Disaster management has four cycles: normal, alert, emergency and recovery. Alert involves identifying the vulnerable, preparedness and mitigation actions, according to experts. Ethiopia, however, usually lacks the stage of identifying vulnerability on the ground and taking contingency plan. “The rough assessments are usually multi-hazard and not specific. For instance, there is no vulnerability index on how many pastoralists will be affected per woreda or per 1,000,” Abraham Mebratu (PhD), an environmental engineer at the Institute of Disaster Risk Management (IDRM) at Bahirdar University (BDU). “Due to the absence of such index, we cannot predict how many farmers have no seed for the next cultivation season.”
The other institutional gap is NDRMC is usually attached to Ministry of Agriculture, which usually focuses on its mandates than giving emphasis to disaster risk management. “The focus should have been applying the scientific management mechanisms, which focus on prior preparation and mitigation than fighting fire all the time,” Abraham Mebratu (PhD), an environmental engineer at the Institute of Disaster Risk Management (IDRM) at Bahirdar University (BDU).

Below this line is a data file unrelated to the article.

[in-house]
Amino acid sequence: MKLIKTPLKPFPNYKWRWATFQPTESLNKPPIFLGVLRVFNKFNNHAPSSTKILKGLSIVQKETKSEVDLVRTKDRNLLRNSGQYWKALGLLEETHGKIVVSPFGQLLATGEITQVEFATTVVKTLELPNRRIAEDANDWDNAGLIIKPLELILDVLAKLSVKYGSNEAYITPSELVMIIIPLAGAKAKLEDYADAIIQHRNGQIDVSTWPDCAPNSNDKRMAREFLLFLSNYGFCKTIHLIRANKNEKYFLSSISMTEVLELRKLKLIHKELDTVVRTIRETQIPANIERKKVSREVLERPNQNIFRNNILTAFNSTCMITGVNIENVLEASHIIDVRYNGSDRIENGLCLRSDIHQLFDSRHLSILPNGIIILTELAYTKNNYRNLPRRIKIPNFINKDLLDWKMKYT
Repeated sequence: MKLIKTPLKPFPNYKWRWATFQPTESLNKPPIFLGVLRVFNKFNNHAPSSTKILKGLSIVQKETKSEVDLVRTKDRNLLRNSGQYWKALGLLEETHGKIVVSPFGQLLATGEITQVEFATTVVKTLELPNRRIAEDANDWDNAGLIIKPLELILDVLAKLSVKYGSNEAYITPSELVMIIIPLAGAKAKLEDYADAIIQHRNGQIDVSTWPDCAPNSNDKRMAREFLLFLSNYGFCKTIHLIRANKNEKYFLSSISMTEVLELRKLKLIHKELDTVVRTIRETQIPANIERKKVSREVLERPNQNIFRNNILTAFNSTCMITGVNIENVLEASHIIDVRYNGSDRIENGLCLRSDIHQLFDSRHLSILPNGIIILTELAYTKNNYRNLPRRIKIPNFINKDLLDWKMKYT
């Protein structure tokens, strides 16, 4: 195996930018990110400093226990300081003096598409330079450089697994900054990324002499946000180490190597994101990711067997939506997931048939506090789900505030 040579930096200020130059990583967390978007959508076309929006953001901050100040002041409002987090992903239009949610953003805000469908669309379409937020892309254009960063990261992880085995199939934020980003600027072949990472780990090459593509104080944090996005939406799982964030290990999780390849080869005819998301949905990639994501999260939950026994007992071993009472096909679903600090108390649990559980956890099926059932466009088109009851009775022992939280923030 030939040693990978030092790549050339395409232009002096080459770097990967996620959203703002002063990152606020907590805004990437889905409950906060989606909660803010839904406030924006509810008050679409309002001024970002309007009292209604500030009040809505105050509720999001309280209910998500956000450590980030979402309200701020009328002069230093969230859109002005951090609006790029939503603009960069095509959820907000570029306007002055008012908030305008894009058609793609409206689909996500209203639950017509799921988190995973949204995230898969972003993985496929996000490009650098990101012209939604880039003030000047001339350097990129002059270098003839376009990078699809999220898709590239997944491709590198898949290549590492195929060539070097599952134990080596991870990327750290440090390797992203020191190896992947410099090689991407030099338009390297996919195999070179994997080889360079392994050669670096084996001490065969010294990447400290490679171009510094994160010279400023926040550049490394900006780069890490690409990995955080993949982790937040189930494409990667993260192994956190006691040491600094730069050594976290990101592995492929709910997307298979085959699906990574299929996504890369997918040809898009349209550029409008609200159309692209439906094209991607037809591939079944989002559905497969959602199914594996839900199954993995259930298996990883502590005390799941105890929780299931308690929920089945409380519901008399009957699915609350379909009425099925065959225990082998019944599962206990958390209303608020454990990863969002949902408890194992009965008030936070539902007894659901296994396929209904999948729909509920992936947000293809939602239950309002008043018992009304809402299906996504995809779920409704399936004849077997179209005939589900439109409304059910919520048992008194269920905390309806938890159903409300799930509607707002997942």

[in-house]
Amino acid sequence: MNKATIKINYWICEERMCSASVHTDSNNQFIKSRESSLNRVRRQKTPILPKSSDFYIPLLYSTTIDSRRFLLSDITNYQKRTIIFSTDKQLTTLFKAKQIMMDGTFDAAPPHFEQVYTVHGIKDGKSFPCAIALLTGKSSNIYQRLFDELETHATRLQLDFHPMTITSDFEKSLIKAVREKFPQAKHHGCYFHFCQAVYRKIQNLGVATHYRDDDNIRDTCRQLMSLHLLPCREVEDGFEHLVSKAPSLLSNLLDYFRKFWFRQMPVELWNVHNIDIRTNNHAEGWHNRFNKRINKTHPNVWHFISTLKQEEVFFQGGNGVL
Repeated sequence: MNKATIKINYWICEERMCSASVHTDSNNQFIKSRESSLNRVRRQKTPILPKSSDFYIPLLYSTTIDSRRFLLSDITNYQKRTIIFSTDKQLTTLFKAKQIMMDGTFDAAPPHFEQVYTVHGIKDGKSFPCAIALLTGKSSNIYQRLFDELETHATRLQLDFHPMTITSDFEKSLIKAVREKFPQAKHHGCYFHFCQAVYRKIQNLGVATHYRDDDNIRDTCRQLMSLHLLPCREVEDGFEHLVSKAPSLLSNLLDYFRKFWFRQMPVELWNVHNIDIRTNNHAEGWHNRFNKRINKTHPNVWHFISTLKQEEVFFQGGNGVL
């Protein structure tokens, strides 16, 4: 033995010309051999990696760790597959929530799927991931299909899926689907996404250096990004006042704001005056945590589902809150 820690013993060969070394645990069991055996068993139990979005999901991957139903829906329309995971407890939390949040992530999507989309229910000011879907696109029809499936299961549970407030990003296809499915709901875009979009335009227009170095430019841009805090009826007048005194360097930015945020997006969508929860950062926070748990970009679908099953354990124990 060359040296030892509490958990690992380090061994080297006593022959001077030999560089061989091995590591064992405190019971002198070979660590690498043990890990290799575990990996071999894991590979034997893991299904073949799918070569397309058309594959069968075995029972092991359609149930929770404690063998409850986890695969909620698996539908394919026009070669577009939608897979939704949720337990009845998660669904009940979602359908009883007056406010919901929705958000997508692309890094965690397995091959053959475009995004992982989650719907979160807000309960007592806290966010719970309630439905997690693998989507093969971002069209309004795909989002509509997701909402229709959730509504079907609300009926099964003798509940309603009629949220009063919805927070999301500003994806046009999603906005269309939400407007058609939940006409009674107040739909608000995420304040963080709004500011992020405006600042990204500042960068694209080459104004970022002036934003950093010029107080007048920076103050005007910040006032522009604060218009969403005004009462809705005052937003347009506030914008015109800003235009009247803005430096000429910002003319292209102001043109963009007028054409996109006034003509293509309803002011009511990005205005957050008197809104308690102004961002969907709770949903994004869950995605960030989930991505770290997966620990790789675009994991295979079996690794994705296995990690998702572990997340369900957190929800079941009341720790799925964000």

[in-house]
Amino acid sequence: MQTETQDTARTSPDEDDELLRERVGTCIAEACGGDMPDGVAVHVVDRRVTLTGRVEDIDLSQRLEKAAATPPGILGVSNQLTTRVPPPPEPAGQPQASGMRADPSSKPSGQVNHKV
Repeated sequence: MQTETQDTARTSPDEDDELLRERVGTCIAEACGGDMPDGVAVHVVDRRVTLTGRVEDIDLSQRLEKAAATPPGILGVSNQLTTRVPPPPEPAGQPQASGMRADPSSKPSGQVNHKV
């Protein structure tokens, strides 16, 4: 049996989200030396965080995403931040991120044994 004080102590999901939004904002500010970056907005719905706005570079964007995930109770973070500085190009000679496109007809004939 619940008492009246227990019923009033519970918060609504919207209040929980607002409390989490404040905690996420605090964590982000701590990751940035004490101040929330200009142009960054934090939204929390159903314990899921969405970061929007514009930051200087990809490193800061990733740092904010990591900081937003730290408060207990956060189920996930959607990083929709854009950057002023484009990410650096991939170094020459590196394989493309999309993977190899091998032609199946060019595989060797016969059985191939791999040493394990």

NDRMC projected that 6.7 million MT food supply is required to feed 30 million people for half a year assuming the situation will last for six months. Keeping the impacts of the locusts in mind, addition two million tons of food is also required.
Currently, Ethiopia is imports 650,000 quintals of wheat, 615,000 quintal sugar, 40 million liter edible oil and 399 million liter fuel every month according to Melaku Alebel, newly appointed Minister of Trade and Industry. Normally, Ethiopia imports 600,000MT wheat per year, and additional 600,000MT grains either commercially for food assistance for market stabilization or relief and productive safety net programme (PSNP). Exceptionally the total import reached 1.4 million MT due to El-Niño induced drought in 2017. The latest effort of Addis Ababa City Administration in establishing some 1,200 food banks, including stocks at 800 consumer association stores, is part of the effort of maximizing food reserve ahead of the worst.